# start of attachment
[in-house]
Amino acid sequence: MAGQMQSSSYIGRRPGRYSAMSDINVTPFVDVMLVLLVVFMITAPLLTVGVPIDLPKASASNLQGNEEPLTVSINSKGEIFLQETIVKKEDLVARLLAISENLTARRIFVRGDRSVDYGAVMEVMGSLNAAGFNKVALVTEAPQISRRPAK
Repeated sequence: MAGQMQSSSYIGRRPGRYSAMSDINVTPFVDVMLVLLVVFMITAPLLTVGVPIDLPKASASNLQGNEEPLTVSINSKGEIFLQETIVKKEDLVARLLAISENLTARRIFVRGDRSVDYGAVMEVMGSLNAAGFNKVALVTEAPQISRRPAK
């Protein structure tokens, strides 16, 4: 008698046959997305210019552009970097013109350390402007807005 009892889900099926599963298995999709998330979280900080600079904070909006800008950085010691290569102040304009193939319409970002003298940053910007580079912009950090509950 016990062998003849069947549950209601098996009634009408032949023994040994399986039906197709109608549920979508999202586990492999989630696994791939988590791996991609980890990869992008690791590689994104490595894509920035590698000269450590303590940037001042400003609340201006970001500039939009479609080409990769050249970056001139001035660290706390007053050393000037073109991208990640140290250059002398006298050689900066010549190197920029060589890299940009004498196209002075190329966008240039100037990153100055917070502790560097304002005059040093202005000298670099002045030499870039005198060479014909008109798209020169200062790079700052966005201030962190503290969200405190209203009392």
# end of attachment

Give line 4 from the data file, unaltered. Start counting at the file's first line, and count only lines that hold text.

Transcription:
């Protein structure tokens, strides 16, 4: 008698046959997305210019552009970097013109350390402007807005 009892889900099926599963298995999709998330979280900080600079904070909006800008950085010691290569102040304009193939319409970002003298940053910007580079912009950090509950 016990062998003849069947549950209601098996009634009408032949023994040994399986039906197709109608549920979508999202586990492999989630696994791939988590791996991609980890990869992008690791590689994104490595894509920035590698000269450590303590940037001042400003609340201006970001500039939009479609080409990769050249970056001139001035660290706390007053050393000037073109991208990640140290250059002398006298050689900066010549190197920029060589890299940009004498196209002075190329966008240039100037990153100055917070502790560097304002005059040093202005000298670099002045030499870039005198060479014909008109798209020169200062790079700052966005201030962190503290969200405190209203009392």